12 October 2017
Objective: It is well-known that initiation of fingolimod induces a transient decrease of heart rate. However, the underlying cardiac autonomic regulation is poorly understood. We aimed to investigate the changes of autonomic activity caused by the first dose of fingolimod using a long-term multiple trigonometric spectral analysis for the first time. In addition, we sought to use the continuous Holter ECG recording to find predictors for fingolimod induced bradycardia.
Methods: Seventy-eight patients with relapsing-remitting multiple sclerosis (RRMS) were included. As a part of the START study (NCT01585298), continuous electrocardiogram was recorded before fingolimod initiation, and until no <6 h post medication. Time domain and frequency domain heart rate variability (HRV) parameters were computed hourly to assess cardiac autonomic regulation. A long-term multiple trigonometric regressive spectral (MTRS) analysis was applied on successive 1-h-length electrocardiogram recordings. Decision tree analysis was used to find predictors for bradycardia following fingolimod initiation.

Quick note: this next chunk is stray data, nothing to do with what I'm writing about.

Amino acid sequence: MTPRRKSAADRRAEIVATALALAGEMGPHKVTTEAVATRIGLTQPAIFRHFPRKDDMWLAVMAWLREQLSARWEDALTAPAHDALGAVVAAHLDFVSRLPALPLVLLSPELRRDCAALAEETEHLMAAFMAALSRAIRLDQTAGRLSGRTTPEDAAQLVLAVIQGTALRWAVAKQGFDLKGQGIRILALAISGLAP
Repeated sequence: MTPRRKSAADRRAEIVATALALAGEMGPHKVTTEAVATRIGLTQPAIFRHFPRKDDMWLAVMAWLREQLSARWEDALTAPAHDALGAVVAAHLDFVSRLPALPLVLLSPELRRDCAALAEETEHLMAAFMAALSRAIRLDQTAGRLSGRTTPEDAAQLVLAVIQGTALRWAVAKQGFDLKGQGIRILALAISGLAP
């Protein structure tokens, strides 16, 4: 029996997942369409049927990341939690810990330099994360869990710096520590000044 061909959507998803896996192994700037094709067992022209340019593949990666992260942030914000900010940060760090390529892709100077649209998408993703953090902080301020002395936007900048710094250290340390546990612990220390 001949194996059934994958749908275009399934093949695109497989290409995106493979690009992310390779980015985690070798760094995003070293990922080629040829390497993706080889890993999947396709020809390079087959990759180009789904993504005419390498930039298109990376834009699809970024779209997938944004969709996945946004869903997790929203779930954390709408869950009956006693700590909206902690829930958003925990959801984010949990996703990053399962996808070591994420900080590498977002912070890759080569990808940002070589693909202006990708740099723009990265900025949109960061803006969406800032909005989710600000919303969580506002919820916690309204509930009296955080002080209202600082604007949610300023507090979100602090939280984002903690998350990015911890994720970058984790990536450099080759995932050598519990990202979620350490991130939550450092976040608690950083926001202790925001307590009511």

Results: Most of the HRV parameters representing parasympathetic activities began to increase since the second hour after fingolimod administration. These changes of autonomic regulations were in accordance with the decline of heart rate. Baseline heart rate was highly correlated with nadir heart rate, and was the only significant predicting factor for fingolimod induced bradycardia among various demographic, clinical and cardiovascular variables in the decision tree analysis.
Conclusions: The first dose application of fingolimod enhances the cardiac parasympathetic activity during the first 6 h post medication, which might be the underlying autonomic mechanism of reduced heart rate. Baseline heart rate is a powerful predictor for bradycardia caused by fingolimod.